• Company structure;
  • Debt, asset and equity positions;
  • United States operations;
  • Losses covered;
  • Most recently completed IRS Form 941 (“Employers’ Quarterly Federal Tax Return”);
  • Various consolidated financial statements; and
  • Any outstanding liens with the US government.

Applicants must also submit a financial plan. Two company officials must certify that the information and certifications provided in the application are true and correct.

It is important to note that before submitting a loan application under this program, potential borrowers should be aware that these loans will be subject to certain conditions and restrictions, including:

  • If the borrower is a public company, then the borrower “must provide a mandate or participation in the [b]”orrower” to the United States government, unless the Secretary of the Treasury determines, in his or her discretion, that the issuance of such a warrant or participation would not be possible;
  • If the borrower is a private corporation, the borrower may, at the discretion of the Secretary of the Treasury, issue a senior US government debt obligation in lieu of a warrant or equity;
  • The Borrower shall maintain employment levels as of March 24, 2020 to the extent practicable and, in any event, not reduce its employment levels by more than 10% from levels on that date, at least until as of September 30, 2020;
  • Neither the Borrower nor any affiliate of the Borrower may purchase an equity security of the Borrower or any parent company listed on a national stock exchange (this restriction does not apply if the Borrower or affiliated company is obligated to purchase such security under an obligation agreement in effect as of March 27, 2020);
  • Beginning 12 months after the Borrower has repaid the Loan, the Borrower shall not pay any dividends or make any other distributions of capital with respect to the Borrower’s Common Stock;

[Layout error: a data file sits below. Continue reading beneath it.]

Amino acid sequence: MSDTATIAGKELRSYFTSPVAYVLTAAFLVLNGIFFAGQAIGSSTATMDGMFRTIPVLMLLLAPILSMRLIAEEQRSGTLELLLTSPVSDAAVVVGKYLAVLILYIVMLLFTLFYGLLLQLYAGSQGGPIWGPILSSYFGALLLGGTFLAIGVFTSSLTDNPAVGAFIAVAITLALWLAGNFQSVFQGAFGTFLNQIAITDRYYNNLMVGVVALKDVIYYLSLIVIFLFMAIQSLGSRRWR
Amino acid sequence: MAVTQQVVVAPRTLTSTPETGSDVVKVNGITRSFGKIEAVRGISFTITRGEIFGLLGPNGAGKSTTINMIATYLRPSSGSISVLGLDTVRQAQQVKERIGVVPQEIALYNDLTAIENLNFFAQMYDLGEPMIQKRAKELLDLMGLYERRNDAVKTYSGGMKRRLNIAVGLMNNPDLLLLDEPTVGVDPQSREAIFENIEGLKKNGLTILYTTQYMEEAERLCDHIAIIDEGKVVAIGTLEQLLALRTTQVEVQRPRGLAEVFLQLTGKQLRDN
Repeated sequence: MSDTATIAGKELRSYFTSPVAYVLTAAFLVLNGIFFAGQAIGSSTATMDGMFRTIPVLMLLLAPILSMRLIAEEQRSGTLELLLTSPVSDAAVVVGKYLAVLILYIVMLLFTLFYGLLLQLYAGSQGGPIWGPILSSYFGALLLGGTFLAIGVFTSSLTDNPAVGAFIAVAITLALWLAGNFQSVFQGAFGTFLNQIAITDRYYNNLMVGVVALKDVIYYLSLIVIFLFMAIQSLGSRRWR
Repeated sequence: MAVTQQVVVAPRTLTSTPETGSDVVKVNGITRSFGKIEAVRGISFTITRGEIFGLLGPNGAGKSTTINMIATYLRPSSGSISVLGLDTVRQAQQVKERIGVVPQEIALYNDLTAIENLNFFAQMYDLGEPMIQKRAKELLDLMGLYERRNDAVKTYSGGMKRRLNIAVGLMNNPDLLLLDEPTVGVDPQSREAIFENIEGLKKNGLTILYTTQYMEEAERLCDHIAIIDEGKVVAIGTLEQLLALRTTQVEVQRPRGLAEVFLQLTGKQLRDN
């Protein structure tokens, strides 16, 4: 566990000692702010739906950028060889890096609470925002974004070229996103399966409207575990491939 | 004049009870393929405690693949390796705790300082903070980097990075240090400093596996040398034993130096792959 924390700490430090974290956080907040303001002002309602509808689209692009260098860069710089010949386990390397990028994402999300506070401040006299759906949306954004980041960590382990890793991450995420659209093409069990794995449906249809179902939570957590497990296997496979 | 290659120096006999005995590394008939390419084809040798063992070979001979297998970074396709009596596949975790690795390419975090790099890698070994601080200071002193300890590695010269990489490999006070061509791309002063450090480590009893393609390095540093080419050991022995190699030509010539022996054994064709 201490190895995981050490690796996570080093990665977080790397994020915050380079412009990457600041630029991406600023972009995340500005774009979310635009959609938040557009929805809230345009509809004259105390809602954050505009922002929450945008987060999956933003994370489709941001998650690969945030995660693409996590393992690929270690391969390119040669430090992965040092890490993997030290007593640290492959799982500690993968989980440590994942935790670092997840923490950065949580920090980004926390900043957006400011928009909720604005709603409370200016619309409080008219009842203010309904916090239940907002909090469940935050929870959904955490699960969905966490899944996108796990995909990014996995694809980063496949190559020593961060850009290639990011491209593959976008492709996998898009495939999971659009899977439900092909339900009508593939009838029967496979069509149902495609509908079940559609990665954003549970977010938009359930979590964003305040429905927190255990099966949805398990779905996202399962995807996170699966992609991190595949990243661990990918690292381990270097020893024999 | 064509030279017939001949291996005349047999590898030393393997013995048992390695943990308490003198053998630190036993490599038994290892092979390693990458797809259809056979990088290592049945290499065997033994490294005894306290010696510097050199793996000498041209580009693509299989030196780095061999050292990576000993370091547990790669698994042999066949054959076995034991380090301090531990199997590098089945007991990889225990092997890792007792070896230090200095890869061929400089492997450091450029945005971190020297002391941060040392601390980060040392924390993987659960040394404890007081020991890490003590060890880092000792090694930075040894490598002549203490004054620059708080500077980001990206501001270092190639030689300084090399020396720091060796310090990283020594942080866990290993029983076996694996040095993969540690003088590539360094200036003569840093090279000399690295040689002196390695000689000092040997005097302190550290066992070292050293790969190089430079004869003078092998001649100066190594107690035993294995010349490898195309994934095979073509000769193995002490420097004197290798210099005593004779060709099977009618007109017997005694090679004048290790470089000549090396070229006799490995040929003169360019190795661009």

• Beginning 12 months after the borrower has repaid the loan, officers and employees whose total compensation (i.e. salary, bonuses, stock award and other financial benefits) has exceeded $425,000 but was less than $3 million in 2019 shall not receive: (1) total compensation in any consecutive 12-month period that exceeds total compensation received in 2019; and (2) severance pay or other benefits in the event of termination that exceeds twice the compensation received in 2019; and
  • Beginning 12 months after the borrower repays the loan, officers and employees whose total compensation exceeded $3 million in 2019 shall not receive total compensation for any period of 12 consecutive months that exceeds the sum of $3 million and 50% of the excess over $3 million. million in total compensation received in 2019.

Companies interested in applying for a loan under this program should carefully assess the applicable conditions and restrictions. Potential borrowers are also advised that recipients of treasury funds may be subject to increased government scrutiny and investigation, particularly with respect to certifications required in the application.